Another source of contamination was noise from the region of air and deep tissue. Since the amplitude of the OCT signal from those regions was so small, data points for the OCT signal looked like a Gaussian distribution in the complex plane. For this reason, the phase of those regions was very unstable and irregularly varying, thus contaminating the cross-correlation.
In order to minimize these contaminations, we examined a method using a mask. First, we applied the C3 method to find a relatively accurate noise map, and built a mask based on both noise and intensity maps. The mask had a value ranging from 0 to 1 at each voxel depending on its noise and intensity. Then, we used the mask in calculating the cross-correlation (Eq. 2
) during application of the C5 method to raw data. It resulted in slightly lower (2%) noise in the tissue area (at a depth of 150-600 μm from the cortical surface). Of course, the use of a mask doubled the computation time, which can be a drawback in a practical analysis.
4.5 Feasible applications
Our motion correction processing can be helpful not only in noise reduction but also in enhancement of vessel structure visualization. Since the angiogram has been widely used in revealing vessel structures from dynamic OCT imaging data [6
], this study compared angiograms of raw data and motion-corrected data where the C5 method was used. The angiogram was obtained with the time derivative of the OCT signal.
This angiogram differs from the noise map in that it is proportional to the mean displacement of the OCT signal during one time step in the complex plane, whereas the noise map is the radius of the OCT signal distribution for the total acquisition time. For example, when a unit-magnitude OCT signal rotates π/100 at each time step for 200 time steps, the angiogram intensity is π/100 whereas the noise map intensity is 1. Therefore, the angiogram may better represent blood flow-oriented decorrelation when overall phase noise is large, because such a large phase noise results in the OCT signal rotating more than 2π for a given time (, for example).
As can be seen in
, cross-sections of vessels were much more clearly evident in the motion-corrected angiogram. In contrast, the noise map and angiogram of raw data did not show much difference from the intensity map. This is likely due to large GPFs. A large GPF causes the OCT signal to rotate more than 2π in the complex plane and, as discussed above, such rotations make the deviation of signal similar to its magnitude. The angiogram can also be contaminated by large GPFs such as these because they make the displacement of the OCT signal in the complex plane much larger than that due to blood flow-oriented decorrelation.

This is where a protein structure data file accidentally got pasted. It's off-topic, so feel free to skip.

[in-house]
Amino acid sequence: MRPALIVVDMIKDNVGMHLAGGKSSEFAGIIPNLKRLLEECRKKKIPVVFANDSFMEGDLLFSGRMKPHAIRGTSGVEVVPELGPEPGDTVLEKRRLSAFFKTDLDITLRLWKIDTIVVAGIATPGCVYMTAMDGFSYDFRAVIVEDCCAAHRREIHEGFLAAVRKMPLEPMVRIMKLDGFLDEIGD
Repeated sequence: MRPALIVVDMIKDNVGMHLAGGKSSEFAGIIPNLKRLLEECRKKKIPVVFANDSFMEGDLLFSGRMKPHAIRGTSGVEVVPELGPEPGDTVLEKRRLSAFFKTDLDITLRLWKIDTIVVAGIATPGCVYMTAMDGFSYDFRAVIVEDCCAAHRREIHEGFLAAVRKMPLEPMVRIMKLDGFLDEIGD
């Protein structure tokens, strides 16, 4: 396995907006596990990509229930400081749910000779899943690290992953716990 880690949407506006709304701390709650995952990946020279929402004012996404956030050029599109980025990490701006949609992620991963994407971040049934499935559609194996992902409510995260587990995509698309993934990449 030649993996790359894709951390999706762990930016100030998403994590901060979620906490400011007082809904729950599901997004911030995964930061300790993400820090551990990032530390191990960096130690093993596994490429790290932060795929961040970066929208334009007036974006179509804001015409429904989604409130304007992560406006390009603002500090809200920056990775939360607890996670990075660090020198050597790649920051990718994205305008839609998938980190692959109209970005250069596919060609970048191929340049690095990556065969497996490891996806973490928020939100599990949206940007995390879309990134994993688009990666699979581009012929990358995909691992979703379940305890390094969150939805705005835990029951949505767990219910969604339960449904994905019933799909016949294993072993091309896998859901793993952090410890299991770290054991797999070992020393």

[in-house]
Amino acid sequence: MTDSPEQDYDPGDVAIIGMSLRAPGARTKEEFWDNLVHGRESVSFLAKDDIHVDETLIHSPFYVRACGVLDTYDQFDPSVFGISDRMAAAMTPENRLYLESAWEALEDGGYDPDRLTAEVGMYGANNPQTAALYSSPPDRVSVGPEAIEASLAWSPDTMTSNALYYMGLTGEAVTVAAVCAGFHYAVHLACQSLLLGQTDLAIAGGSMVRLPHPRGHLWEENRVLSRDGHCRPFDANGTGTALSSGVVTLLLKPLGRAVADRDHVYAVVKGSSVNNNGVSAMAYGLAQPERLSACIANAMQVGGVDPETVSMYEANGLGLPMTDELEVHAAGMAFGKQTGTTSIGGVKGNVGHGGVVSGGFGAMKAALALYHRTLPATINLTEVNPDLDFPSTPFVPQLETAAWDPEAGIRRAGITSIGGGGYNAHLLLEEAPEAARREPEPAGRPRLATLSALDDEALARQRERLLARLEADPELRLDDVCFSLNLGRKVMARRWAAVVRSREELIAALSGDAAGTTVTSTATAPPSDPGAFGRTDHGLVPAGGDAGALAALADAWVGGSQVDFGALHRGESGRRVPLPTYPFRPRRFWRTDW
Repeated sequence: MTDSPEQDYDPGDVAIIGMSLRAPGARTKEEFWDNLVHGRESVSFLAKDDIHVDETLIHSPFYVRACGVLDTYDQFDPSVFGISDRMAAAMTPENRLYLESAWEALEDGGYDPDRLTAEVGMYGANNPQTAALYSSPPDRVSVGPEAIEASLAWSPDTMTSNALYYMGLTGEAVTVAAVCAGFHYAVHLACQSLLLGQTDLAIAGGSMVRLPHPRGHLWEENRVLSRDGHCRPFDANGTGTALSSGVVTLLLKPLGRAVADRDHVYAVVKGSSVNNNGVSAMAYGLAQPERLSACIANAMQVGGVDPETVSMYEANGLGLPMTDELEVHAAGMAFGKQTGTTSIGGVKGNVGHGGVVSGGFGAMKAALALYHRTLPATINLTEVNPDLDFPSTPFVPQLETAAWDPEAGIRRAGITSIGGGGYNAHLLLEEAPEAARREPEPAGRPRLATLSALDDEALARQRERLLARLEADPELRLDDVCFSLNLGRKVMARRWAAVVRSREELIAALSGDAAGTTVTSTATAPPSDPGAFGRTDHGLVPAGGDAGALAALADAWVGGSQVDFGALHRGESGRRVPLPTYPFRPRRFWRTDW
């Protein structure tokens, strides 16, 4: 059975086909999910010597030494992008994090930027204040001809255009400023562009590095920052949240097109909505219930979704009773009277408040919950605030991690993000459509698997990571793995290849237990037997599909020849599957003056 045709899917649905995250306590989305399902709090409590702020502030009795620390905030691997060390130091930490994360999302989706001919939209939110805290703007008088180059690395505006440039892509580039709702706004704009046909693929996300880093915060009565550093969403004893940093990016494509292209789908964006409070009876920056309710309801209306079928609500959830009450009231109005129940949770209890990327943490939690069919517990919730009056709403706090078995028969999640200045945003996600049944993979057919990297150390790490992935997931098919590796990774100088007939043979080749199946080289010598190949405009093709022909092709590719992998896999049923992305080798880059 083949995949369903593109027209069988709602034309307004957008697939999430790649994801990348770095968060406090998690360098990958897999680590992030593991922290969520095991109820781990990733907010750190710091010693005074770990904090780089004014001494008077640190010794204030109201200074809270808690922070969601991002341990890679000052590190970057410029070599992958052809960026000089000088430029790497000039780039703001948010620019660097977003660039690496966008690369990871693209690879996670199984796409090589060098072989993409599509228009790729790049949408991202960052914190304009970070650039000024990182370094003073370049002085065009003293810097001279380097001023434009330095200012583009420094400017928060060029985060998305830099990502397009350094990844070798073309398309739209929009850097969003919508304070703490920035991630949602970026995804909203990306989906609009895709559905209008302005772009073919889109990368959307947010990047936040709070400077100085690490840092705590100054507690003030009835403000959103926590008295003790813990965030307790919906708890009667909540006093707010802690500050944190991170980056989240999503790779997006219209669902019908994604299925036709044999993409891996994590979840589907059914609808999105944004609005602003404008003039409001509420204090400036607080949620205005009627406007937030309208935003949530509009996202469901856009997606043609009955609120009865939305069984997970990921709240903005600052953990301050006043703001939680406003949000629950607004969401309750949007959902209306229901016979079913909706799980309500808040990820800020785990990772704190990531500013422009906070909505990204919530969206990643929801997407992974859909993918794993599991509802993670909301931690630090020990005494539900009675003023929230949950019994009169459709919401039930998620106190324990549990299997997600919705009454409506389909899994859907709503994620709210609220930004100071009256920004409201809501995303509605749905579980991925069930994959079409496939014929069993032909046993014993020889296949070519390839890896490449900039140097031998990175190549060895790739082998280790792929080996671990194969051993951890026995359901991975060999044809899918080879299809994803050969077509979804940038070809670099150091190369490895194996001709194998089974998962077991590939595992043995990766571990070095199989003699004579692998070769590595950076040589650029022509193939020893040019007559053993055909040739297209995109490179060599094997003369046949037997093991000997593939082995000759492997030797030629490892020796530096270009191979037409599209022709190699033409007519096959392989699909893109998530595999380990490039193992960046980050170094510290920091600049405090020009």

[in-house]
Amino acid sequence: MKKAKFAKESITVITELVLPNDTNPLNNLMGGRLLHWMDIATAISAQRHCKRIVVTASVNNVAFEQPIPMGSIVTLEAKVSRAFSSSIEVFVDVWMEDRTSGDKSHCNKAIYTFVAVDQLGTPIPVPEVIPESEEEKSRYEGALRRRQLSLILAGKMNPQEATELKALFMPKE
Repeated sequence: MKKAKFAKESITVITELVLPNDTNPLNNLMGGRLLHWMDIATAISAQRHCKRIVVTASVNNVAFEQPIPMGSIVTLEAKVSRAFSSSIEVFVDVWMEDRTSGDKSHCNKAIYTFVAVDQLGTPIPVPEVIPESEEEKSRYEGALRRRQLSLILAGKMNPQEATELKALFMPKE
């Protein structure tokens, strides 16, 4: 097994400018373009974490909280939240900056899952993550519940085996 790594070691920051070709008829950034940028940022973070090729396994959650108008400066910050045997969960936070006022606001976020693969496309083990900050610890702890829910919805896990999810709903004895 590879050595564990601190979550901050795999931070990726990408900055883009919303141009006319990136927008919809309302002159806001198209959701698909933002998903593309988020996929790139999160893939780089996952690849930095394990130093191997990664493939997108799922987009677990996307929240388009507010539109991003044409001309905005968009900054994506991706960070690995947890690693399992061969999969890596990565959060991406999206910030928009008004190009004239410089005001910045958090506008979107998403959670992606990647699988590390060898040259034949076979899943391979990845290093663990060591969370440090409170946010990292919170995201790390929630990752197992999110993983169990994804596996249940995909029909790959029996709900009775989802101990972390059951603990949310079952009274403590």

Fig. 8 Effect of motion correction on the intensity map, noise map and angiogram. (A) The combination C5 in was used for motion-corrected data. The brightness range for each map was automatically adjusted to the range from the mean of the lowest 1% to (more ...)
Although we used as an example the cross-sectional angiogram obtained from the dynamic imaging data, general angiograms do not require such long-term dynamic imaging. Further, the proposed algorithms are intended for dynamic OCT imaging, not for structural imaging including angiograms. Nevertheless, it is worth showing how the proposed method works for 3D structural imaging (angiograms, for example). We performed another OCT scan for an angiogram, where B-scans were repeated two times for each cross-sectional plane (i.e., two time-points dynamic imaging) [6
]. We used Eq. (9)
to reveal vessel structures and performed maximum intensity projection through the z axis to obtain an en face
image. As can be seen in , we confirmed that the proposed method works very well not only for dynamic imaging but also for 3D angiography.
The motion correction algorithms presented in this paper would also be helpful in studies investigating time-varying physical quantities of tissue with phase-resolved optical methods. For example, the combination C5 is currently being used in one of our ongoing studies looking into depth-resolved hemodynamic responses of the cortex associated with functional activation. The combination C5 is effectively reducing cardiac and respiratory motion-oriented noise in our functional studies, thus enabling much clearer contrast in the hemodynamic responses.